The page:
“I’m a poor man’s son … I don’t ever want to be shackled by wealth.” In a city full of nouveau riche and self-proclaimed billionaires, Colin Kisten is a tonic. The real estate magnate is the furthest thing from a hackneyed property baron. He’s quiet, polite and without bombast, and he’s arguably the biggest independent residential developer in Durban, having recently purchased land worth R300-million from Tongaat Hulett Developments, in the Umhlanga and Sibaya node.
He plans to roll out his projects (about 1 000 apartments in five signature buildings) over three years, at a cost of R1.6-billion. Dressed in a smart golf shirt and black slacks, Kisten makes for an animated picture in his Umhlanga offices. The smart suite is nothing flash, and as he talks with his hands he paints a vivid picture of how he started, light years away from the boardroom table he now commands. Thirty years ago Kisten was a roadside smouse in Mobeni, south of Durban.
He was expelled from school in matric because he joined anti-apartheid demonstrations. He was also banned from furthering his studies at any government-aligned institution. He left Durban, he says, to avoid being harassed by the police and went to Gauteng to stay with a friend. There, he met the woman who would become his wife. Kisten later returned home to Umhlatuzana and became a street vendor, selling clothing and other wares around Mobeni. “I sold on credit at times and learnt that, in business, your word is your bond.” He did well, soon realising he needed his own wheels. He haggled with a car salesman and secured a battered Ford Cortina for R2 500, half the asking price.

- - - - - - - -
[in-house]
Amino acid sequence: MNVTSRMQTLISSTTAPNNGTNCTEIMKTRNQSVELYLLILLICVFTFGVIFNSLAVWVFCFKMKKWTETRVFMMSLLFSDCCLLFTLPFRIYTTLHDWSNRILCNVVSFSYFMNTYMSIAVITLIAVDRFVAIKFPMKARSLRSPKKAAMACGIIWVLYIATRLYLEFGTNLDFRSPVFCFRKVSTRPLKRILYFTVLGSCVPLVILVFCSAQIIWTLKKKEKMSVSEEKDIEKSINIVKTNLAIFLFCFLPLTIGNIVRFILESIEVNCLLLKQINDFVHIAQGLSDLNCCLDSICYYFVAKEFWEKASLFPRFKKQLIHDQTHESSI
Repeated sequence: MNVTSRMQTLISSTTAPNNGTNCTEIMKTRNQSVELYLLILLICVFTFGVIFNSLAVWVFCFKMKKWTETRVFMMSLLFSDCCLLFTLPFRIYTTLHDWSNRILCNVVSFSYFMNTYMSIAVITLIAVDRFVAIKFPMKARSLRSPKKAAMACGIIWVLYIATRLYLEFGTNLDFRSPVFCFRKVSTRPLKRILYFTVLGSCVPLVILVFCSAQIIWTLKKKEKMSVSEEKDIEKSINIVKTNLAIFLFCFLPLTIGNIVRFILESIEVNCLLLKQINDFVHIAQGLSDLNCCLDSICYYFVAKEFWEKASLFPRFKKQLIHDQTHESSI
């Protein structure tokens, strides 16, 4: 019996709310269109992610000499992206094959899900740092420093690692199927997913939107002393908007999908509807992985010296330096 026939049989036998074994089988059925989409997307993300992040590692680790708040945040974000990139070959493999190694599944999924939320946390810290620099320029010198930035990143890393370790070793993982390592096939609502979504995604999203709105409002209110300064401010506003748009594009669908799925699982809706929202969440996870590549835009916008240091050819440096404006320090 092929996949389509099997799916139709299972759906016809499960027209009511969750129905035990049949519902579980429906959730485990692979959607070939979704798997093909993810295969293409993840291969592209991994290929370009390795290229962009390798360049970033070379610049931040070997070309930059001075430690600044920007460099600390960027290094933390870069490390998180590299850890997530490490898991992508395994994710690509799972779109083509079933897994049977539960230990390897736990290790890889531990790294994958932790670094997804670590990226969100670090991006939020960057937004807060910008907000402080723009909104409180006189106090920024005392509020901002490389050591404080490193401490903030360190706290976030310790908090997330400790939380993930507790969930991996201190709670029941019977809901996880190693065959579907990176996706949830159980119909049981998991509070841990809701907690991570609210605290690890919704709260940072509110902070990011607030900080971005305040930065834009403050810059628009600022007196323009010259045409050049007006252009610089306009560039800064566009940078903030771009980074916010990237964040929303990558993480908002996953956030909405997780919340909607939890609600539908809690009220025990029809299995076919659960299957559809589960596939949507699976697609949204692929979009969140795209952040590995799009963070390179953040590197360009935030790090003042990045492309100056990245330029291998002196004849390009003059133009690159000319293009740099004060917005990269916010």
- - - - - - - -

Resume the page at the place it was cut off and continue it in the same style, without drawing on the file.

He and his unemployed mates then pimped the ride so spectacularly that Kisten sold it for 100% profit and saw a gap selling cars. At the time video recorders were taking off and he leased space in a neighbourhood supermarket, renting out movies and VHS players. He also created a small space at the back of the store to set up a shoe-repair business after his father, an experienced shoe factory worker, taught him how to mend footwear. Kisten was 21 and upbeat; he was making money and was about to be married. But tragedy struck on the eve of his wedding – his two elder brothers were shot dead. Kisten was bereft.
He spent hours at night sitting on his brothers’ graves, until he redirected his despair. “I had to be three sons to my parents. Adversity had driven me thus far. I was on a path and determined to survive.” When his landlord needed to sell the supermarket at which he was renting space, Kisten bought it. Then, one of the biggest hotels in Chatsworth came on to the market.
Kisten sold everything to pay R1.2-million for the premises, only to discover that the sellers hadn’t disclosed a tax debt. He lost everything he had invested. All he had to his name was a house he had recently bought in Malvern. He turned to flipping cars from his back yard, until one afternoon he struck up a conversation with an estate agent who was selling the house across the road. He learnt the agent was living in his car with his five-year old daughter. “I told him he had to move into our spare room and they did.